In the nearly 120-year history of building cars in the United States, the Chevrolet name has stood above every brand for most years. Yes, the Ford brand launched first, but it did not take Chevrolet long to establish itself as the best-selling car manufacturer in America.
But the market has changed, especially in recent years, as demand for crossovers and trucks shot up at the expense of car models. Every manufacturer is or has dropped at least one car line, with the domestics leading the charge. Chevrolet may soon find itself without a single car model outside of the Corvette, which would have been unthinkable as recently as five years ago.
Wither the Chevrolet Malibu?
This week, we learned that Chevrolet already ended production for the 2022 Malibu, its midsize sedan. Last updated in 2016, Malibu has outlasted domestic competitors such as the Ford Fusion and Chrysler 200. Some have speculated that the Malibu has a few years left before its likely replacement, an electric vehicle appears. But with production ending early for 2022, there is a chance we have seen the last of this once-popular four-door model.
If the Malibu disappears, it would follow the announcement early this week that the Chevrolet Spark microcar itself will see production end this August. Other Chevrolet car models canceled within recent years include the subcompact Sonic, the compact Cruze, and the full-size Impala.
The Future of the Chevrolet Camaro
We still have the Camaro in the fold, but its long-term prognosis is not good. Indeed, this Chevrolet coupe and convertible are now outsold by the Dodge Challenger and Ford Mustang. But none of the three are prospering in a slumping segment.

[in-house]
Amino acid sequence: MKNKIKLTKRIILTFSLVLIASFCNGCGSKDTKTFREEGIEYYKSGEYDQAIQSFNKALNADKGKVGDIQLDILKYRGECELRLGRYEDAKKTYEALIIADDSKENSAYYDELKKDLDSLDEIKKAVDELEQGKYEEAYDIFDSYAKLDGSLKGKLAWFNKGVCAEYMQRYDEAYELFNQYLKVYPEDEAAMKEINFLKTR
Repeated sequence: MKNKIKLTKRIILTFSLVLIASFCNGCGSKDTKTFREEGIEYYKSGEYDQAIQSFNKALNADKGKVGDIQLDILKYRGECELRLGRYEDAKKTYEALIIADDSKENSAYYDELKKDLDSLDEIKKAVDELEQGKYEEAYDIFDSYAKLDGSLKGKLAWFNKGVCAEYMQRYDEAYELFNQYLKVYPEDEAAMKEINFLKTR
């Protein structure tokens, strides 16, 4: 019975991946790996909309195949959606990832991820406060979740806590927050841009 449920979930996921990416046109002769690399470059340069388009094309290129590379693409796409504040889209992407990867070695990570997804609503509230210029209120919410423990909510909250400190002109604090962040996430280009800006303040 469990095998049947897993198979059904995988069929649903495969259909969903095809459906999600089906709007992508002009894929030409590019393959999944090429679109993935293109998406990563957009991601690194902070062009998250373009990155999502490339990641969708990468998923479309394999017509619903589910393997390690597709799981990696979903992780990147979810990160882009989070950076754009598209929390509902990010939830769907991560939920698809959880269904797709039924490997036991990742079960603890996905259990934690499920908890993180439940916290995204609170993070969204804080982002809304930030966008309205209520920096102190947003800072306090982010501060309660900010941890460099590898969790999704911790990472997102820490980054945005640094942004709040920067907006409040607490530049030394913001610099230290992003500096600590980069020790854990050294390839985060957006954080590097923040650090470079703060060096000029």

Our internal records show the Camaro’s replacement appearing in 2024. That means we will see one more year for the current-generation model. But what may come after this could be an entirely different vehicle, perhaps an electric coupe powered by GM’s Ultium batteries. Further, there is a chance the model will resemble the Ford Mustang Mach-E, which is a crossover EV with a coupe-like persona.
Yes, Camaro fans would be aghast with a model that is nothing like the one currently bearing that name. We are not saying that this is likely, but Chevrolet’s lack of commitment to car models is at least somewhat disconcerting, though not surprising.
If the Camaro is threatened, what about the Corvette? We can unequivocally say that the Corvette’s future is assured, thanks in part to a stunning new model as well as fresh global markets for this true-blue American sports car.
The Corvette name also transcends Chevrolet and is on equal footing with Cadillac in GM’s eyes. This is an accurate assessment as the former represents the ultimate in performance, with the latter GM’s de facto luxury brand. If somehow Chevrolet dried up and disappeared, we would still have the brand’s halo model to consider.
Electric Vehicle Pivot
Besides strong demand for crossover and pickup trucks, consumers should know that GM is “all in” on electrification. And not simply hybrids and plug-in hybrids, but full-electric vehicles like the GMC Hummer EV and the Cadillac Lyriq. The Chevrolet Bolt is a full-electric model too, but it represents earlier technology. With GM pouring tens of billions of dollars into its Ultium battery system and platform, the Bolt itself may find itself canceled.
In all, it is a new day for Chevrolet as well as for the entire industry writ large. Most manufacturers announced huge financial commitments to electrify, therefore the kinds of generators used as well as the body styles offered will most certainly be affected.
See Also — Lights Out on the Chevrolet Spark